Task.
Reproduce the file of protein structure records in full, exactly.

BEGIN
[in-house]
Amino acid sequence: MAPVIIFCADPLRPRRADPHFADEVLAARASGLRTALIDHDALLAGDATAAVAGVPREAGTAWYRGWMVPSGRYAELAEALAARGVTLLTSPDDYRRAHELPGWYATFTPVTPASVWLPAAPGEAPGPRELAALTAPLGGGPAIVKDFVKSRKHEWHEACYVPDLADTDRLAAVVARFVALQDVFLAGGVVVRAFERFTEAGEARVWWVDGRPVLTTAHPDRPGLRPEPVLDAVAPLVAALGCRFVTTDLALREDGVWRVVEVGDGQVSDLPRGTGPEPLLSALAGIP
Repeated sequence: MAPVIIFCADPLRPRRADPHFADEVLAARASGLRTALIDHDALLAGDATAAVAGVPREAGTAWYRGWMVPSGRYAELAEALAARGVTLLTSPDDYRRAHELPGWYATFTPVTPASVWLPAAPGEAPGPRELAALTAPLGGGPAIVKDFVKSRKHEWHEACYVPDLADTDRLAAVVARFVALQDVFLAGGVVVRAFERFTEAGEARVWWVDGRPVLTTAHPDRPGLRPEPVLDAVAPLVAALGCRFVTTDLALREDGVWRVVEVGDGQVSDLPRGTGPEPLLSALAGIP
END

[in-house]
Amino acid sequence: MAPVIIFCADPLRPRRADPHFADEVLAARASGLRTALIDHDALLAGDATAAVAGVPREAGTAWYRGWMVPSGRYAELAEALAARGVTLLTSPDDYRRAHELPGWYATFTPVTPASVWLPAAPGEAPGPRELAALTAPLGGGPAIVKDFVKSRKHEWHEACYVPDLADTDRLAAVVARFVALQDVFLAGGVVVRAFERFTEAGEARVWWVDGRPVLTTAHPDRPGLRPEPVLDAVAPLVAALGCRFVTTDLALREDGVWRVVEVGDGQVSDLPRGTGPEPLLSALAGIP
Repeated sequence: MAPVIIFCADPLRPRRADPHFADEVLAARASGLRTALIDHDALLAGDATAAVAGVPREAGTAWYRGWMVPSGRYAELAEALAARGVTLLTSPDDYRRAHELPGWYATFTPVTPASVWLPAAPGEAPGPRELAALTAPLGGGPAIVKDFVKSRKHEWHEACYVPDLADTDRLAAVVARFVALQDVFLAGGVVVRAFERFTEAGEARVWWVDGRPVLTTAHPDRPGLRPEPVLDAVAPLVAALGCRFVTTDLALREDGVWRVVEVGDGQVSDLPRGTGPEPLLSALAGIP